What is the most eye-catching streak the Pittsburgh Penguins have going at the moment?
Is it that they’ve qualified for postseason play in 16 consecutive years, the longest active run among teams in the four major North American leagues?
But how about they’ve had the same coach for 6 1/2 years?
Frankly, it’s hard to argue against that one.
For while that might not seem like much of a feat in baseball or basketball or football, the hard truth is that NHL coaches tend to have a shelf life rivaling that of raw milk.
Mike Sullivan was promoted from the Penguins’ farm team in Wilkes-Barre to replace Mike Johnston on Dec. 12, 2015. The only guy still coaching the NHL club he was then is Jon Cooper, and it would be tough even for a hockey team to fire a guy who has won back-to-back championships and is chasing a third.
Not out of the question, mind you, but tough.
The unemployment rate in the U.S. was, at last check, 3.6 percent. That’s not bad, but it might be even lower if NHL coaches were excluded from the calculations.
At the moment, no fewer than six of the 32 NHL clubs — Boston, Philadelphia, Detroit, Vegas, Winnipeg and Dallas — are searching for a new coach.
That list doesn’t include the New York Islanders, who already replaced Barry Trotz with Lane Lambert, or Florida and Chicago, neither of which has announced whether its interim coach — Andrew Brunette and Derek King, respectively — will be retained.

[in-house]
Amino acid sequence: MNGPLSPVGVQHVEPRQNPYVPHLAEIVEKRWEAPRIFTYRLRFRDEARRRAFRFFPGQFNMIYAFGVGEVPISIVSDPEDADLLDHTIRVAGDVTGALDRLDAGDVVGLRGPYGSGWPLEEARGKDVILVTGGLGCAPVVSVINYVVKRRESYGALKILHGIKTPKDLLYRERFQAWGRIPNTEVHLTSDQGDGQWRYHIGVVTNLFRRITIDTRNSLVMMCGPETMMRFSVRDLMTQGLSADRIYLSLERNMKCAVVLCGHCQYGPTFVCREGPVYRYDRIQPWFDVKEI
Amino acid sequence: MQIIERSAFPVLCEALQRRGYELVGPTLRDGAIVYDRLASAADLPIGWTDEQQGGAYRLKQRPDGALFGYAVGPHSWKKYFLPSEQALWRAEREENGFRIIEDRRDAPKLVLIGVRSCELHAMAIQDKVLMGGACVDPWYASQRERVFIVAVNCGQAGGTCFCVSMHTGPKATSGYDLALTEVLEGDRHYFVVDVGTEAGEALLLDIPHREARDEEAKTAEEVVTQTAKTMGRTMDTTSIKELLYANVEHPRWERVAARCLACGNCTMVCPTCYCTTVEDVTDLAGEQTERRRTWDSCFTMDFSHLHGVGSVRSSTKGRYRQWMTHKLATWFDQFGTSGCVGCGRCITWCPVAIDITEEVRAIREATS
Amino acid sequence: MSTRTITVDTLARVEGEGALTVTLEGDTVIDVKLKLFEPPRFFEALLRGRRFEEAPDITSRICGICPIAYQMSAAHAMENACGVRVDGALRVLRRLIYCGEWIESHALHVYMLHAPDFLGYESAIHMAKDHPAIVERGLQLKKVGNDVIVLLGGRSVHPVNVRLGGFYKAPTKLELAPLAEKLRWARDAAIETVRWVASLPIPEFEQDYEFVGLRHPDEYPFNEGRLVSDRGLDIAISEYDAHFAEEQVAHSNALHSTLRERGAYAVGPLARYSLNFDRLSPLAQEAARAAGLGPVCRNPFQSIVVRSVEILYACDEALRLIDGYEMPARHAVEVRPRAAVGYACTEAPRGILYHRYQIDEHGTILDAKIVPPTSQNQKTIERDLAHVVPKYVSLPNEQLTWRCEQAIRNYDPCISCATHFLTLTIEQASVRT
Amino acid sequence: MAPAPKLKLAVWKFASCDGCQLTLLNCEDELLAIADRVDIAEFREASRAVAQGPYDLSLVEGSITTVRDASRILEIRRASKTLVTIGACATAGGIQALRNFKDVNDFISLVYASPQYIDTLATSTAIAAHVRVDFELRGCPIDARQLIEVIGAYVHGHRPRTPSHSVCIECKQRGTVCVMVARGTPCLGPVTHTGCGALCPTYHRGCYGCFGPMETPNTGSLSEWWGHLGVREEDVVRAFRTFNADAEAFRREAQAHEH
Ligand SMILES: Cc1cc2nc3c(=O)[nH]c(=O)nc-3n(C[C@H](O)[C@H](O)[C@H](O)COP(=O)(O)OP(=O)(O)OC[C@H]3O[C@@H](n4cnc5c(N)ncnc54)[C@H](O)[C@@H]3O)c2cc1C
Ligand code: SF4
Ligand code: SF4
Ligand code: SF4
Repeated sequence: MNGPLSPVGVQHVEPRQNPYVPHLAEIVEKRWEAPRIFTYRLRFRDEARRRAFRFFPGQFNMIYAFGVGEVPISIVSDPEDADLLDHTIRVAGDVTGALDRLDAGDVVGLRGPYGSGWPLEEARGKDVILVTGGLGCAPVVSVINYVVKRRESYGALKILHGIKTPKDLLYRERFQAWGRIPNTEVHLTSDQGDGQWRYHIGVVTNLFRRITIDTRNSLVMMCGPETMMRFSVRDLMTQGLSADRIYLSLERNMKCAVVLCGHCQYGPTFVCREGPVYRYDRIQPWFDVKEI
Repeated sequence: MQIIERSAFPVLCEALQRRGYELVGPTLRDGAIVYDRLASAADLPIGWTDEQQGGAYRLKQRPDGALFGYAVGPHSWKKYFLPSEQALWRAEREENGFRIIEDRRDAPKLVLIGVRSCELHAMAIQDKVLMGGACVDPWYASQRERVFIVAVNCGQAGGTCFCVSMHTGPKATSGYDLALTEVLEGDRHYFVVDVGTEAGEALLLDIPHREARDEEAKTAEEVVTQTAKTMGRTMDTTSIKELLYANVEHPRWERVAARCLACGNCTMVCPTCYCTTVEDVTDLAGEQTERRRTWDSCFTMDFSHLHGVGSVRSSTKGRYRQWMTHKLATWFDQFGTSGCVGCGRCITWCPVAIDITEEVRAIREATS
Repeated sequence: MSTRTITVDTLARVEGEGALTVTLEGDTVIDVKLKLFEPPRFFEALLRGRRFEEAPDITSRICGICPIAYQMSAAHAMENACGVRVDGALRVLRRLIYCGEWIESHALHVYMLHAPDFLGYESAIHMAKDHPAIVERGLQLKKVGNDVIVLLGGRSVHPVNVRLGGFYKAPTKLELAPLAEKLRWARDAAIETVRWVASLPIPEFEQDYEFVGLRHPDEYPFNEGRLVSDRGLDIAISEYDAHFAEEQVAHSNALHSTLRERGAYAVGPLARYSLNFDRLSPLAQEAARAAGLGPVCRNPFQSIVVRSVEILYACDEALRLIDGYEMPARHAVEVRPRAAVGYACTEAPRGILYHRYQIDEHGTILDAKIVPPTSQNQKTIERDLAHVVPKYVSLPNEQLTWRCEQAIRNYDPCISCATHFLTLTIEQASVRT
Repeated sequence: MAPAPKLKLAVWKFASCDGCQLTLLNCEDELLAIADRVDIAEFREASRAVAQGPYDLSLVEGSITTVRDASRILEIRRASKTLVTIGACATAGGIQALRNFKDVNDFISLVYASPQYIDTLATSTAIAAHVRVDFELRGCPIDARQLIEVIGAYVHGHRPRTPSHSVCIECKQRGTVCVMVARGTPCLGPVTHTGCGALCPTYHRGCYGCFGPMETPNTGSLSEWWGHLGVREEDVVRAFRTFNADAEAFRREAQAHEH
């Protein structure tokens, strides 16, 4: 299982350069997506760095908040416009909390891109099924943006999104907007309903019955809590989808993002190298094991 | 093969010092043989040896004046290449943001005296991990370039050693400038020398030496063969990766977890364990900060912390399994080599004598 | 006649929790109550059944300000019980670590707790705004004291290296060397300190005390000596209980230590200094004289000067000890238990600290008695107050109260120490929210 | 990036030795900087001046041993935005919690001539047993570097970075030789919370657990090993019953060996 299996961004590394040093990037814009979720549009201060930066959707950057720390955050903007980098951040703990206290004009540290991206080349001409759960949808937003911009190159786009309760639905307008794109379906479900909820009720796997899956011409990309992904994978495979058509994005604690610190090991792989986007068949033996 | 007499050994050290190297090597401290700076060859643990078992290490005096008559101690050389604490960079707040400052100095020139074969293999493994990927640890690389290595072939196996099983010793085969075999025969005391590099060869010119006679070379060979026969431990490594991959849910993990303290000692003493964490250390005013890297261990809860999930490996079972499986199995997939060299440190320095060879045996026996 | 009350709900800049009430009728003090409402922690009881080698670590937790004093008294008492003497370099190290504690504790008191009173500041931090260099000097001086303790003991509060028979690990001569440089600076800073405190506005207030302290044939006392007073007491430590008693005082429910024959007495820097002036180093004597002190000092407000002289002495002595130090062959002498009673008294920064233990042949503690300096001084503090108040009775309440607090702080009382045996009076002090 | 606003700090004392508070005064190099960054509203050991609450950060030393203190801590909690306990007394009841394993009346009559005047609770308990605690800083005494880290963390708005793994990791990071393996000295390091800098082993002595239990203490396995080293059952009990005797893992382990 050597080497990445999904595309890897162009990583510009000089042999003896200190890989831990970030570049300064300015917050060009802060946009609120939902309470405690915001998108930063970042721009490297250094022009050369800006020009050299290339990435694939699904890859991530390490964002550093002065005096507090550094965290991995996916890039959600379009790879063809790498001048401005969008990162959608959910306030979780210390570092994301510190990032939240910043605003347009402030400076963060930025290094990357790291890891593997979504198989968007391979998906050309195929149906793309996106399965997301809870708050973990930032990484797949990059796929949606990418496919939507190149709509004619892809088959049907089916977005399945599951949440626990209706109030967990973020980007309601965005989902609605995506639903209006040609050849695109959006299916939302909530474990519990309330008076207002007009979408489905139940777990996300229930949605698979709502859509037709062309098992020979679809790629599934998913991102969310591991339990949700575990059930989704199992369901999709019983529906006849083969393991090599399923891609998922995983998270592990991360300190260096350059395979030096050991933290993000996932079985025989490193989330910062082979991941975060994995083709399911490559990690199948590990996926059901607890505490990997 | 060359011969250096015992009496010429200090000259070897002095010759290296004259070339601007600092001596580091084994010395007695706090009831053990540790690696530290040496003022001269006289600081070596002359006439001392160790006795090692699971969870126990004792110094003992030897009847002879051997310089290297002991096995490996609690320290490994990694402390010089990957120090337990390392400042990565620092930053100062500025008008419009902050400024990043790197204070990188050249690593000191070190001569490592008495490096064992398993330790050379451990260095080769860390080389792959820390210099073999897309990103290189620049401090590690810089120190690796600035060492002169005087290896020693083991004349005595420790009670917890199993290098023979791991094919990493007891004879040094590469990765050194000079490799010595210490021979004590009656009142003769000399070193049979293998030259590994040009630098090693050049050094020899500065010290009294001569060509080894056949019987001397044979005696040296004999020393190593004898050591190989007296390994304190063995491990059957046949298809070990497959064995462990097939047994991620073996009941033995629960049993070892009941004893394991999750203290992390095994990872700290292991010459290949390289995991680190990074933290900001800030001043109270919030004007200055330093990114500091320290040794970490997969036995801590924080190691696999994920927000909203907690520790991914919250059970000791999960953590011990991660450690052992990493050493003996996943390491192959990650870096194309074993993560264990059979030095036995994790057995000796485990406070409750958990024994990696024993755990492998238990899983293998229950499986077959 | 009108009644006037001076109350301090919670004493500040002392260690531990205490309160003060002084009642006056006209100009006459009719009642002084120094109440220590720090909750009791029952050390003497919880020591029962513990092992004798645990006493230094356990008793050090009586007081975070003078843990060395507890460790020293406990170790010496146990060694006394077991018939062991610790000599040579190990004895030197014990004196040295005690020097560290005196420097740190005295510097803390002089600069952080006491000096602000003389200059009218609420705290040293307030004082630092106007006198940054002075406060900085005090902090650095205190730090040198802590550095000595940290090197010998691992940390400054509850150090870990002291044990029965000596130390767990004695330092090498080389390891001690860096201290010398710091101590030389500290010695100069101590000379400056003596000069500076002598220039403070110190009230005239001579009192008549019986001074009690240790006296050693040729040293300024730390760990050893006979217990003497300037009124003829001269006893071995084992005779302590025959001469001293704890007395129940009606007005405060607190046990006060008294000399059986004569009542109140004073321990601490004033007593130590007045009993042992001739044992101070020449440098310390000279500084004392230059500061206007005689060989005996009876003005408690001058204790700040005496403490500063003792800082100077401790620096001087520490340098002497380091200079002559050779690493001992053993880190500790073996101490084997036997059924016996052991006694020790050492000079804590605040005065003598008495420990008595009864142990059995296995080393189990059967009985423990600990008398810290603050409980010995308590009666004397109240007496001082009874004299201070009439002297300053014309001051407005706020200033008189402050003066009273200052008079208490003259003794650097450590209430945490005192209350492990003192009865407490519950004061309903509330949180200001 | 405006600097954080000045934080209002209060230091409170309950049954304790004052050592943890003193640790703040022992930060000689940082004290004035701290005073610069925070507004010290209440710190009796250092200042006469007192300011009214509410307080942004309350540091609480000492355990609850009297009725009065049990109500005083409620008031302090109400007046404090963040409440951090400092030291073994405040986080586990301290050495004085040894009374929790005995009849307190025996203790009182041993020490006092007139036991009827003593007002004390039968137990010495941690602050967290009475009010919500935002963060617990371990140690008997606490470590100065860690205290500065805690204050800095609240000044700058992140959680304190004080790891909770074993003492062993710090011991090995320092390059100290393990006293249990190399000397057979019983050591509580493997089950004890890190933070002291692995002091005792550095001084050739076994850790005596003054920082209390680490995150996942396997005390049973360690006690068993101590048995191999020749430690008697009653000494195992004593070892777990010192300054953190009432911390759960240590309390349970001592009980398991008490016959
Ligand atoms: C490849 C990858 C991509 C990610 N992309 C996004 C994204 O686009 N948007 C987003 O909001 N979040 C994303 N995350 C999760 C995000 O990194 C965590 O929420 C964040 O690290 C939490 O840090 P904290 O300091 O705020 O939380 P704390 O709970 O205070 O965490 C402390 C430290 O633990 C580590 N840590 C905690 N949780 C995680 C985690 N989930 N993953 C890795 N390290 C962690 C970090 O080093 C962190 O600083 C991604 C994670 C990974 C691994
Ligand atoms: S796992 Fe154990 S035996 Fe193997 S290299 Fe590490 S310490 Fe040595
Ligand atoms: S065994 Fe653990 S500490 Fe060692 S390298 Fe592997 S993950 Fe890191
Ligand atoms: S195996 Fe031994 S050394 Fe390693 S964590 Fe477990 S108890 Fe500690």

If teams seeking a coach prefer one with NHL experience, there is no shortage of candidates. They include Bruce Cassidy, Rick Tocchet, Paul Maurice, John Tortorella, Claude Julien and, of course, Trotz. Among others.
How do Pittsburgh Penguins fit in?
Penguins assistant coach Todd Reirden ran the Washington bench for two years after succeeding Trotz there — the Capitals had two strong regular-seasons, but two first-round losses when he was in charge — and his impressive work with the Penguins’ defense corps hasn’t gone unnoticed around the league. (Although the team’s struggles on the power play, which he oversees, in 2021-22 probably didn’t do anything to raise his stock.)
His fellow assistant, Mike Vellucci, seems to already have attracted attention from at least one team; the Flyers are believed to have spoken to him about the possibility of replacing Mike Yeo.
Vellucci never has been a head coach in the NHL, but won a Calder Cup in 2019 while coaching Carolina’s top farm team and served as Wilkes-Barre/Scranton’s coach and GM before joining Sullivan’s staff in 2020.
The Penguins’ penalty-killing struggled in its first season under his guidance, but was among the finest in the league in 2021-22 before wilting in the stretch drive and playoffs.
Vellucci was mentioned as a candidate to succeed Tortorella in Columbus a year ago, but the Blue Jackets job eventually went to Brad Larsen.
So, will Reirden and/or Vellucci be hired elsewhere to run their own team next season? That’s hard to say, since there are lots of openings around the NHL, but also no shortage of qualified candidates to fill them.
In any case, there’s no guarantee the Pittsburgh Penguins’ current coaching staff will remain intact long enough to try to extend their streak of playoff appearances.